CANBERRA: Australia’s sheep industry is in crisis, with prices near the lowest level in 16 years forcing some farmers in the country’s west to give their animals away for free to pet-food manufacturers.
Mutton prices have plunged 75% over the past year, according to Tim Jackson, global supply analyst at Meat & Livestock Australia. Sheep prices have also slumped, with older animals fetching an average of just A$34 (US$22) in October and some reports of animals selling for less than a dollar a head, he said.
El Nino is expected to bring drier and hotter conditions, increasing the number of animals sent for slaughter because of lack of pasture. Many abattoirs are now operating at capacity.
Government plans to phase out live exports have deepened concerns about oversupply — particularly in Western Australia, which shipped almost all of the country’s live sheep last year.
“Some farmers are getting almost nothing,” said Andrew Spencer, chair of Sheep Producers Australia. Where the sheep are low quality, some farmers are being forced to give animals away for free to pet food producers, he said. “It’s been a very volatile time over the last couple of years.”
In the north of the Western Australia wheat belt, there have been reports of some farmers being forced to euthanise sheep, said Steve McGuire, vice president of WAFarmers. “In the ‘90s, we had to euthanise large numbers. That was soul-destroying, we don’t want to go back to that,” he said.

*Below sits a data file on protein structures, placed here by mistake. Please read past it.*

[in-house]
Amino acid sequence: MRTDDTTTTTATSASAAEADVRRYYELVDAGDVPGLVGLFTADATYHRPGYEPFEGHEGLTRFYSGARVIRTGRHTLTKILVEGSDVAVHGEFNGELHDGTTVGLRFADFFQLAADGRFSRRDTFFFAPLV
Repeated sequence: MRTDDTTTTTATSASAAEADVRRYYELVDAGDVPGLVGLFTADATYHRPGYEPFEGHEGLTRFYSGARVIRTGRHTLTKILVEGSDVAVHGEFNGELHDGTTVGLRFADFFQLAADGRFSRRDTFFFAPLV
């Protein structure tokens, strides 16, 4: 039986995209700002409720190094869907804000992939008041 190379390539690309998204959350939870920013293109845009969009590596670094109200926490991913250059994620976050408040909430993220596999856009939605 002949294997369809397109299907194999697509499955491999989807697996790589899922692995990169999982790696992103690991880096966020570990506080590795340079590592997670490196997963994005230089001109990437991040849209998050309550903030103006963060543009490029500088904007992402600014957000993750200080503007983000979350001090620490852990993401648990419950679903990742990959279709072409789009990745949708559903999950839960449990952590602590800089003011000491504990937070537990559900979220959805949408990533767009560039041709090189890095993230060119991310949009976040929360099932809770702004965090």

This represents a dramatic decline in fortunes for sheep producers, who less than three years ago were enjoying record lamb and mutton prices. And the market is not expected to recover until next year, said Matt Dalgleish, co-founder of agricultural consulting firm, Episode 3.
Now, all eyes are focused on whether El Nino breaks over the summer, he said, adding a move back to normal rainfall would be a “huge boost to the market.”
The crisis in the industry has sparked a wave of dissent among producers, with the top farming body launching a campaign calling for the federal government to abandon plans to ban live sheep exports to the Middle East and for the establishment of a dedicated visa pathway for agricultural workers.
On Monday, one of the country’s two major supermarket chains, Woolworths Group, announced it would slash the price of 26 Australian lamb meat products by 20% following criticism that retail prices hadn’t dropped fast enough.